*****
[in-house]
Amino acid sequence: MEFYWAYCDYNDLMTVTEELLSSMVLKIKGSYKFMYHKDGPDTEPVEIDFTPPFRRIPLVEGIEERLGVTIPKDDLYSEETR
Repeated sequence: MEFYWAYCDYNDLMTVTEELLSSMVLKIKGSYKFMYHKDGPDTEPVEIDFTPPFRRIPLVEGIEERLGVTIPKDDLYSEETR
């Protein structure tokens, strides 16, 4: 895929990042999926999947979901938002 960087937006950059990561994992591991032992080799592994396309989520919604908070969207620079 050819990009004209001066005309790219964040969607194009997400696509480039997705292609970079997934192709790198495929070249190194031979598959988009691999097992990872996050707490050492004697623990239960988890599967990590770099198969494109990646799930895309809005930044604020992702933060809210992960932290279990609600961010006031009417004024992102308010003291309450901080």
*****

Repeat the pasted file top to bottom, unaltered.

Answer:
[in-house]
Amino acid sequence: MEFYWAYCDYNDLMTVTEELLSSMVLKIKGSYKFMYHKDGPDTEPVEIDFTPPFRRIPLVEGIEERLGVTIPKDDLYSEETR
Repeated sequence: MEFYWAYCDYNDLMTVTEELLSSMVLKIKGSYKFMYHKDGPDTEPVEIDFTPPFRRIPLVEGIEERLGVTIPKDDLYSEETR
């Protein structure tokens, strides 16, 4: 895929990042999926999947979901938002 960087937006950059990561994992591991032992080799592994396309989520919604908070969207620079 050819990009004209001066005309790219964040969607194009997400696509480039997705292609970079997934192709790198495929070249190194031979598959988009691999097992990872996050707490050492004697623990239960988890599967990590770099198969494109990646799930895309809005930044604020992702933060809210992960932290279990609600961010006031009417004024992102308010003291309450901080």